Gov. Polis signed into law this week a $34.1 billion budget passed by the Democrat-controlled legislature for the state to operate in the next fiscal year beginning in July.
That’s $4 billion more than the current budget the state needed under a state of emergency in a pandemic year.
Let that sink in, then follow along closely because this is kind of like a magic trick.
Our state government has grown so huge, they are going to confiscate $34 billion of our hard-earned money just to pay themselves and operate their bloated system for one year.
That’s billion with a B.
Plus, the state is getting an extra $3.8 billion from taxes confiscated from taxpayers nationwide (plus our own) of COVID stimulus dollars to spend.
Now here’s where lawmakers show you there’s nothing up their sleeves before they pull a rabbit out of their hat.
The state Senate this week also passed an additional $5.3 billion transportation spending package to pay for “most of the Colorado Department of Transportation’s 10-year, $5 billion priority project plan,” according to the Denver Post.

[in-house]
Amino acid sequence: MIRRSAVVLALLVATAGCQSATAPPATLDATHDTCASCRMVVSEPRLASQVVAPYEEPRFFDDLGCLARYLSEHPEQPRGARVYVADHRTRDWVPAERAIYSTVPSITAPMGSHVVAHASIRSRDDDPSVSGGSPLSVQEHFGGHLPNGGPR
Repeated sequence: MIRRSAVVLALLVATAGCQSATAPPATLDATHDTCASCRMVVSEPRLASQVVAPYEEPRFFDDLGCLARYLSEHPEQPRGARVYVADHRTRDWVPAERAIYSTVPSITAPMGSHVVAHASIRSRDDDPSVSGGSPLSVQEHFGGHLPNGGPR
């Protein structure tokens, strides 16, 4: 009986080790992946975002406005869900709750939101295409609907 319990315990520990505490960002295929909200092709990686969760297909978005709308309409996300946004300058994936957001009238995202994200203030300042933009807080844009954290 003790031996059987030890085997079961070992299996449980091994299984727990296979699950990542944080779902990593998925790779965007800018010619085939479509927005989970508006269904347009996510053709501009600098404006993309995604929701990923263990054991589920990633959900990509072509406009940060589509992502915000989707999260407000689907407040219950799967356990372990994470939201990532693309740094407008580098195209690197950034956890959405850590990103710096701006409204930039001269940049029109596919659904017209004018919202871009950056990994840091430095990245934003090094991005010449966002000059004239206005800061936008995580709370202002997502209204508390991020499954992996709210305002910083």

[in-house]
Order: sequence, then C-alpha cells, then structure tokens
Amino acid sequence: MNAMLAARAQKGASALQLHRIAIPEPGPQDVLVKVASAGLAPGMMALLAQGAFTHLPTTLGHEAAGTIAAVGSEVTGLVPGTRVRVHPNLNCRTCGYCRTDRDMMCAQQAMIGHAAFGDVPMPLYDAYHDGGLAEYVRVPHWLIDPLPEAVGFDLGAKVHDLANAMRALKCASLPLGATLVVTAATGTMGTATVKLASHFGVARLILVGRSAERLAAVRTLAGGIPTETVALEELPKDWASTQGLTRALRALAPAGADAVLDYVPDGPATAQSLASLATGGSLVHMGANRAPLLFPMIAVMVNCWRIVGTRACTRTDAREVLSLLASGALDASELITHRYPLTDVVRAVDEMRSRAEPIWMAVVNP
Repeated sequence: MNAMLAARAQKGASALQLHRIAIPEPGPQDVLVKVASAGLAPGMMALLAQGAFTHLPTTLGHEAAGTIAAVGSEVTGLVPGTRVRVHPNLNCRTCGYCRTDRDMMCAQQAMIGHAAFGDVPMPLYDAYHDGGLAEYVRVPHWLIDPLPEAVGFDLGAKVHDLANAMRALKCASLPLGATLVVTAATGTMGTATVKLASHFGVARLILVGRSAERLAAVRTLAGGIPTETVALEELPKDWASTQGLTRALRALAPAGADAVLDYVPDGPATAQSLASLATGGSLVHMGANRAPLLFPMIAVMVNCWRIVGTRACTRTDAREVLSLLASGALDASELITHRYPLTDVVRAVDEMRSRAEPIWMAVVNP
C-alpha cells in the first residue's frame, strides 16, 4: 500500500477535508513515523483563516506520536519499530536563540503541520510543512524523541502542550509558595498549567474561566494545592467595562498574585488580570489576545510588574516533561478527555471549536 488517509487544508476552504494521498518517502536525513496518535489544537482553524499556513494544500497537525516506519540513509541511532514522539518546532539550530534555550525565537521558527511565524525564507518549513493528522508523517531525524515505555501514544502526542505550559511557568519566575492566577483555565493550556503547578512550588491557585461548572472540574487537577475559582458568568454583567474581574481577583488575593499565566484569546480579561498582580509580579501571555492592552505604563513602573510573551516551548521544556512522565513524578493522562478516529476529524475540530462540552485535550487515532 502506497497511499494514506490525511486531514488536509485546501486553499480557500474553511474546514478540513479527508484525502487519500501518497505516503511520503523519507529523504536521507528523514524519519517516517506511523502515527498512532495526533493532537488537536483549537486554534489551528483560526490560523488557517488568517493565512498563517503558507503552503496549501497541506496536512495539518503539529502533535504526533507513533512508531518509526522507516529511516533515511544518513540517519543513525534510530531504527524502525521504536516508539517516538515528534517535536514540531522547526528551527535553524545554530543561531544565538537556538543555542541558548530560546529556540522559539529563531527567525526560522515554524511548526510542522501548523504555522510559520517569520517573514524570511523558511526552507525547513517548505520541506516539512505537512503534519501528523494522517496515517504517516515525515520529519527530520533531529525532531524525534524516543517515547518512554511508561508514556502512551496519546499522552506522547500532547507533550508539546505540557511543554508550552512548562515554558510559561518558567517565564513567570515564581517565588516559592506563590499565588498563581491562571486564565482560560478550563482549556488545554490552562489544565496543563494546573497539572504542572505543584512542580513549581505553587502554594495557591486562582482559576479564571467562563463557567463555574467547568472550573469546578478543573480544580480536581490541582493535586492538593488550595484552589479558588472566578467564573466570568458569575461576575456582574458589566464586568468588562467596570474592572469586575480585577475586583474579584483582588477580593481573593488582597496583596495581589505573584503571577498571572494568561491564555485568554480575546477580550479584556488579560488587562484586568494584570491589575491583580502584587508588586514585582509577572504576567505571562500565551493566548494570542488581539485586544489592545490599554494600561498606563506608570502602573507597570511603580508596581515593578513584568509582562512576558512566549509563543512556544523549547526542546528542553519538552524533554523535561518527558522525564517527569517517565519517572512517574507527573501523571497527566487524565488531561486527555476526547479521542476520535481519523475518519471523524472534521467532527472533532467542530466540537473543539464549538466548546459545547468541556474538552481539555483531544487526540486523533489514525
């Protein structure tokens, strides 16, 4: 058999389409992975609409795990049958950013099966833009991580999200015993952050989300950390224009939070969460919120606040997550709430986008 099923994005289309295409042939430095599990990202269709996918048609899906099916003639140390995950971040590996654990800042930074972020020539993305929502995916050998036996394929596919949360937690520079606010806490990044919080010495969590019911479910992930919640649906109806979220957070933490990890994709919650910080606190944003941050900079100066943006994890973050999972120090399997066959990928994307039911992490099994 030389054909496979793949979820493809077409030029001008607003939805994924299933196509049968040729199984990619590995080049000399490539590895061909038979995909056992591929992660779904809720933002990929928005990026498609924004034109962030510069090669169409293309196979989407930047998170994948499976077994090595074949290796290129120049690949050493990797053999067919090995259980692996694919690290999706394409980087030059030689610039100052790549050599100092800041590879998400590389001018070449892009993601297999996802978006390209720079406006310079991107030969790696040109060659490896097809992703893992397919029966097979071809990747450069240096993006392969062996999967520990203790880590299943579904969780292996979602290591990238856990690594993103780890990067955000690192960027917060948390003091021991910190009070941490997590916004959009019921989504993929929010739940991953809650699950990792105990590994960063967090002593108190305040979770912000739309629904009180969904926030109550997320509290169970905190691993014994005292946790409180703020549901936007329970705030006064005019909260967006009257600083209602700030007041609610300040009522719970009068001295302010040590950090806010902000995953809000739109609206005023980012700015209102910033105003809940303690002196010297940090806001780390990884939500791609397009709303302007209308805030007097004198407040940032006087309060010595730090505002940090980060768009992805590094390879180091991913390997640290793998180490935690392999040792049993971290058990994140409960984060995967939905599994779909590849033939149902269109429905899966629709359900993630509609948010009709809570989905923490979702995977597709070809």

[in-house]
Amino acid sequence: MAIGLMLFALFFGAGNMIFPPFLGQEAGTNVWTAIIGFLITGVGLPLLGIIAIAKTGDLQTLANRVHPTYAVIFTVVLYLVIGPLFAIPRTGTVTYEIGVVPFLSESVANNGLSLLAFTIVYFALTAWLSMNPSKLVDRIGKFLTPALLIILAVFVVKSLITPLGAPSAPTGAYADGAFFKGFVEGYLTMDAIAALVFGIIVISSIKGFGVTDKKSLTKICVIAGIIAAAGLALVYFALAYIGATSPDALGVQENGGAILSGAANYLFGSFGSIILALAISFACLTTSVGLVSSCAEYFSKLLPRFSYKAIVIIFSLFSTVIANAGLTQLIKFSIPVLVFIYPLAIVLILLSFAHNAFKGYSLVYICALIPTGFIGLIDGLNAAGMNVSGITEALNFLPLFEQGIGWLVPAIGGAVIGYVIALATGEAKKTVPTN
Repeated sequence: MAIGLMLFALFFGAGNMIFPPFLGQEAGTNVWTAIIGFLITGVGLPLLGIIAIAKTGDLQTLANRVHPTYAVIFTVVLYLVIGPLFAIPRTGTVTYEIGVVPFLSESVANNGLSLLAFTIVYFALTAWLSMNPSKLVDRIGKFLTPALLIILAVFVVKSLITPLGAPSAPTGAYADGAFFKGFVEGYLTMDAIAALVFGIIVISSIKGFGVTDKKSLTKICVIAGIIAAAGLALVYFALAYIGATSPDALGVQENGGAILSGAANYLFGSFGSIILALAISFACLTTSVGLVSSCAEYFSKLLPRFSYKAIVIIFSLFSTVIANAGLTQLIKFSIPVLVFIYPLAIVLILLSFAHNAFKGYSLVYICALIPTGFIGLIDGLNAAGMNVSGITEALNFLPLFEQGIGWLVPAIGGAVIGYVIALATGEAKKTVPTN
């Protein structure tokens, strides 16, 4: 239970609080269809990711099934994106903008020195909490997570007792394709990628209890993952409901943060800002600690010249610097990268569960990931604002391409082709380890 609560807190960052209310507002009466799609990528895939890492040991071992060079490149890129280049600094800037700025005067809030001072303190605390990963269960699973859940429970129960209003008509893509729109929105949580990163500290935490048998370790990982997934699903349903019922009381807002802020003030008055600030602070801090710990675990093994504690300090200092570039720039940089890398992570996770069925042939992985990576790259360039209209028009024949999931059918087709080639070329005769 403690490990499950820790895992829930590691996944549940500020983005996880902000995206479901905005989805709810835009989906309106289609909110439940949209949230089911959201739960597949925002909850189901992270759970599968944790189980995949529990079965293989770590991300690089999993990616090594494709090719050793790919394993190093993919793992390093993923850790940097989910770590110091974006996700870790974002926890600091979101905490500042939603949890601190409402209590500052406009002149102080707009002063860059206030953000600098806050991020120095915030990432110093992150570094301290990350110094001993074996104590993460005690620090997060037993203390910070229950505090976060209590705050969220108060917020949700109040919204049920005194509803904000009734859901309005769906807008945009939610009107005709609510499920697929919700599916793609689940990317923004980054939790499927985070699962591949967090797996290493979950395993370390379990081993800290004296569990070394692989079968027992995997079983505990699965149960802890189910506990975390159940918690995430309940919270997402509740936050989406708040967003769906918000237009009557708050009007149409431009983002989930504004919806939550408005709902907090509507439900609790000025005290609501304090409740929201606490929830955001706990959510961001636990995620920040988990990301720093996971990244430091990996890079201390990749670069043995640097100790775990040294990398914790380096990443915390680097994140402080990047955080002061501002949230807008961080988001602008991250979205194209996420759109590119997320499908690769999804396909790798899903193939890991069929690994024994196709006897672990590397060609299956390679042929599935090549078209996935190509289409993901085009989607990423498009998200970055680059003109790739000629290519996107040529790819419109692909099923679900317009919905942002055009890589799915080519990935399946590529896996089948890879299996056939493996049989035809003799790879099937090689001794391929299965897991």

Did you catch that?
To repeat, the $5.3 billion will pay for “most of” of the $5 billion transportation plan.
And that will be paid for in part by new taxes, which the legislature is planning to raise by completely bypassing public approval and TABOR by calling the taxes fees.
The new fees, taking effect in mid-2022, would raise an estimated $3.8 billion over the next decade, hitting consumers at the gas pump, when they order items for delivery — including from Amazon and other online retailers — and when they take Uber or Lyft rides. The trucking industry would pay more for diesel fuel, and electric vehicle owners would pay higher registration fees.
The rest of the money to pay for aspects of the bill would come from $1.5 billion in state budget transfers and stimulus money, though a good chunk of that already was planned.
In conclusion, the state blew it’s wad of $35.1 billion and plans to blow another chunk of $3.8 billion in stimulus dough, then insisted they have to raise our taxes another $3.8 billion for transportation spending to fix roads and … hang on, this just in …
The Polis administration is insisting companies prohibit one quarter of their workforce stop driving alone to work next year, and 40% by 2024, in order to cut down on road traffic to save us all from a climate crisis.
Well then, if the state isn’t going to let us drive our car where we need like we’re some kind of free Americans or something, perhaps Democrats should rethink all those new taxes they claim will help fill potholes.
While they’re at it, tell us what the other billions in the budget are being spent on, instead of just doling out a few items they think the public will go for, like “free” kindergarten.
Which isn’t at all free.